Click individual photos to enlarge and enter the Lightbox Gallery.We are introducing a brand new series of Photo Essays! Have a look at amazing Photo Sets all shot by talented photographers. Explore the vibe of the city, its hidden treasures, meet the Torontonians! This time, let’s have a look at Toronto through the lens of Carlos Bolivar!
Kensington Market: One of Toronto’s Unique Neighbourhoods
The charm of Kensington’s rich multicultural mix comes from its many vintage boutiques, cafés, fresh air markets, and local stores. It boasts diversity and colour like no other spot in Toronto. This neighbourhood is a true hot spot for Torontonians and visitors. The unique community lies between College Street to the north, Spadina Avenue to the east, Dundas Street West to the south, and Bathurst Street to the west.
Home to many beautiful Victorian homes, the area was designated a National Historic Site of Canada in 2006. With its many murals, art work, and interesting characters who visit Kensington’s many cozy cafés (located mostly along Nassau and Baldwin streets), the area has become one of the most photographed places in the city. During the summer, it buzzes with large crowds of visitors. It’s also a very frequent location for outdoor festivals, farmer’s markets, and live street music performances.
How did Kensington evolve into such a special place it is today? In the first half of the century, Kensington was known as “the Jewish Market,” as about 60,000 Jews lived here and ran their family businesses — such as bakeries or tailor stores. There were 30 synagogues in the area at that time. After the Jewish inhabitants had slowly moved away to newly developed neighbourhoods in the north, Kensington changed its face after a large number of immigrants and political refugees from different backgrounds moved in. Diversity is the most visible feature of this open community that is also known for the most delicious street foods in town. The many restaurants offer a large variety of cuisines. Small shops are packed with goods from Europe as well as second-hand and vintage clothing. Several alternative bookstores flourish here — including Who’s Emma, the Anarchist Free Space, and Uprising Books.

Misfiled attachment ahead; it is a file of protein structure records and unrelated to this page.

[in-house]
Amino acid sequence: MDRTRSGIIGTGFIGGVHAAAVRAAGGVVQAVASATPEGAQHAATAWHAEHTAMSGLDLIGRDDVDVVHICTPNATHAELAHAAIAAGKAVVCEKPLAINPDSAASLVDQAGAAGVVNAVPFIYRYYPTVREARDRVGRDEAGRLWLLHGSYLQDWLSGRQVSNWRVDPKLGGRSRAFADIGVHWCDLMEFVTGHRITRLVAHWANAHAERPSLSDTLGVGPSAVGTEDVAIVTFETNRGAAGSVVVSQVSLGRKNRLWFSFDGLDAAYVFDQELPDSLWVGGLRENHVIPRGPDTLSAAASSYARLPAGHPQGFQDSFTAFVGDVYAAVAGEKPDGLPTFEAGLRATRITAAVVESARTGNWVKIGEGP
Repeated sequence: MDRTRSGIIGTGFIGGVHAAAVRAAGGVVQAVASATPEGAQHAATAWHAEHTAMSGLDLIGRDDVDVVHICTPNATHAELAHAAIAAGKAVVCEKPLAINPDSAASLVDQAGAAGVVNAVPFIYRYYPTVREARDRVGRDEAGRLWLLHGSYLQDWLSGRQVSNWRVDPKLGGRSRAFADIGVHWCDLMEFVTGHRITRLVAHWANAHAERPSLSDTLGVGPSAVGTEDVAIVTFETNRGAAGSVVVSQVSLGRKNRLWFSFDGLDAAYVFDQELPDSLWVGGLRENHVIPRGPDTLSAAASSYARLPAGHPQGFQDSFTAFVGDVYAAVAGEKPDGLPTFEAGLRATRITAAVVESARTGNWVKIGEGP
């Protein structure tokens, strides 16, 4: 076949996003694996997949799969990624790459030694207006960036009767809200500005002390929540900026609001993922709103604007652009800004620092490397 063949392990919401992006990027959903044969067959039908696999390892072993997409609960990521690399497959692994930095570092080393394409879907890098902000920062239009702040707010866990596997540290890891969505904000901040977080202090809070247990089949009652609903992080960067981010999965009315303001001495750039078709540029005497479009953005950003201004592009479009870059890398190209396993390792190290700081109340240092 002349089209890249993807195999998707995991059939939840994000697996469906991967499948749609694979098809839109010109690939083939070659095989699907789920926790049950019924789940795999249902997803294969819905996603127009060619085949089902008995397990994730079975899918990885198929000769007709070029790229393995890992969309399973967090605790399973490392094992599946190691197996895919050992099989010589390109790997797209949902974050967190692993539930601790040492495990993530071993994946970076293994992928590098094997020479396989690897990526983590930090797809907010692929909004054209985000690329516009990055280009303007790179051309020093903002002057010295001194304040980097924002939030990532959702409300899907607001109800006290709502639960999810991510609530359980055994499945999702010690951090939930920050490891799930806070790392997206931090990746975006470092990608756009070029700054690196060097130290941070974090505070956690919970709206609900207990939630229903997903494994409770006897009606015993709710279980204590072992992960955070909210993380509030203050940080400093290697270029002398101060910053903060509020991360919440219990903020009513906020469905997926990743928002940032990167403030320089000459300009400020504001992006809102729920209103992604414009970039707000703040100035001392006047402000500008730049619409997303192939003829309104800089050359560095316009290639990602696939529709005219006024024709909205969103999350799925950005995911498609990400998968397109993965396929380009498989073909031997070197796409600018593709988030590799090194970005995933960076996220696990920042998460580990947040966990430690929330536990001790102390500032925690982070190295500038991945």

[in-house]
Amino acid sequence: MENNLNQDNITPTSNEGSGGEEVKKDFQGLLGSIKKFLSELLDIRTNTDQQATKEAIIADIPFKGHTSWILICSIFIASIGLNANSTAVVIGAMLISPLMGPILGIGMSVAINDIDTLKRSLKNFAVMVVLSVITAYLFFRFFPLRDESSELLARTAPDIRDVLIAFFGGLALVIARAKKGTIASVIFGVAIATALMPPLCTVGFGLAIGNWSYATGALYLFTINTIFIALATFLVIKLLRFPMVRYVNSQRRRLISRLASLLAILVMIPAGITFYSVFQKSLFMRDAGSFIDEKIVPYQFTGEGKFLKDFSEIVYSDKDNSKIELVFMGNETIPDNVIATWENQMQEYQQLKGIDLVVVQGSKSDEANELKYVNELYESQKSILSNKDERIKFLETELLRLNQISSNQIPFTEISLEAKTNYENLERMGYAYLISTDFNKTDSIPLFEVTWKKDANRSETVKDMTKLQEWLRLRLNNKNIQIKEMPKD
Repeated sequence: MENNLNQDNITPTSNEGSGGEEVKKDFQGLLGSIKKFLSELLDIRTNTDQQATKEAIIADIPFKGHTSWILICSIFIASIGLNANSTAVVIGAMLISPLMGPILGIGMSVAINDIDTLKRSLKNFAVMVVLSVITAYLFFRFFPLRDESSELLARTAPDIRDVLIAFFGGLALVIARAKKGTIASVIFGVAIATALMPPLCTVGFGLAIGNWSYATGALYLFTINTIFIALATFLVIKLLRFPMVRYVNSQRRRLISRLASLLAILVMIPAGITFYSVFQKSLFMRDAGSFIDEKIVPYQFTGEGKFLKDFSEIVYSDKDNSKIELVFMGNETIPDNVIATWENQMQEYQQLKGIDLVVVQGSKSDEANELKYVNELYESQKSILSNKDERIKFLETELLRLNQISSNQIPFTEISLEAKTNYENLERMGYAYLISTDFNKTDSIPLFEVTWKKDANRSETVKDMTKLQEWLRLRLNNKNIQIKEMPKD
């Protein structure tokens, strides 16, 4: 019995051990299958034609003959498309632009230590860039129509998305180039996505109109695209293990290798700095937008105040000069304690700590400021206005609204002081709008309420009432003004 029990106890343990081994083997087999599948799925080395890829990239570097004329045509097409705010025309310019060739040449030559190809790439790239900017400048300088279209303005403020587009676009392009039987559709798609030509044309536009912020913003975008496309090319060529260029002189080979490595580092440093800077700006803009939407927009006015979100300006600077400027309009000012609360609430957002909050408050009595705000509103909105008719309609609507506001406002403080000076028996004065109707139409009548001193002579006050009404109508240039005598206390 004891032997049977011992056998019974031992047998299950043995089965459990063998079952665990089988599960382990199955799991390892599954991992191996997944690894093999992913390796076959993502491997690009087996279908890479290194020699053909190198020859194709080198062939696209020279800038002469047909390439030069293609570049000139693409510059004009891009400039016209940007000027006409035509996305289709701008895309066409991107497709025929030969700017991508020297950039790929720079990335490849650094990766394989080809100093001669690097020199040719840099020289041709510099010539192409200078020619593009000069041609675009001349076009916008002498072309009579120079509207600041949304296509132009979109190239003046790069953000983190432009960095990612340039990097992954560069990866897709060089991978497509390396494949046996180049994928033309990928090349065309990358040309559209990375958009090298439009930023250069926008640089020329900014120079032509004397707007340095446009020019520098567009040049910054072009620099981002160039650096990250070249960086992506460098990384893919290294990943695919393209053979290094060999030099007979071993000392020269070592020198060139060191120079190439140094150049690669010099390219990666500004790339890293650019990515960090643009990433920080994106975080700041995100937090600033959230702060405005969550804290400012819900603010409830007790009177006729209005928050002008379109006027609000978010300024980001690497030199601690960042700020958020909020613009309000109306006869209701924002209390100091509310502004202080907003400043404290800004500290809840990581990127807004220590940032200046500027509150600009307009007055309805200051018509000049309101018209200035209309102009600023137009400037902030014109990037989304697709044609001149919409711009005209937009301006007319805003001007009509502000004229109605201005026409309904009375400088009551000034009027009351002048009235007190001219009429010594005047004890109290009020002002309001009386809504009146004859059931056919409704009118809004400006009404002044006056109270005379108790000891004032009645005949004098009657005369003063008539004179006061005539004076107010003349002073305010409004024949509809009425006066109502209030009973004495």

You might call Kensington Market the centre of Toronto’s cultural life, as many artists and writers live in the area now. The community has succeeded so far in keeping away large corporations and has built on the concept of local, organic, and unique spaces. When Nike tried to open a new store here, the plans were rejected by a strong demonstration against the brand and its treatment of workers in a creative way. People dumped dozens of running shoes painted red in front of the premises. So don’t be surprised not to find any of these global brands here, but that’s what makes this neighbourhood so likeable.
Trivia: Have you noticed the many extensions built onto the front of the buildings? This unique architectural feature would be against by-laws in other places in town.
The 10th Year Anniversary: Pedestrian Sundays Celebration Returns to Kensington
Kensington Market is one of the most walkable neighbourhoods in the city. This is celebrated every summer when the streets shut down to motorists and pedestrians take over. Concerts, good food, art exhibitions, and interest groups promoting ecology or anti-globalization claim the streets. So make sure you reserve one of your Sundays for Kensington! The next dates are: August 25th, September 29th and October 27th so let’s all hope the weather turns out well.
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Meet the Photographer
Colombian photographer based in Toronto, started with analog Photography in 2003, then jumping to the digital world in 2005. His photographic areas are mainly street, landscapes, portrait and beauty.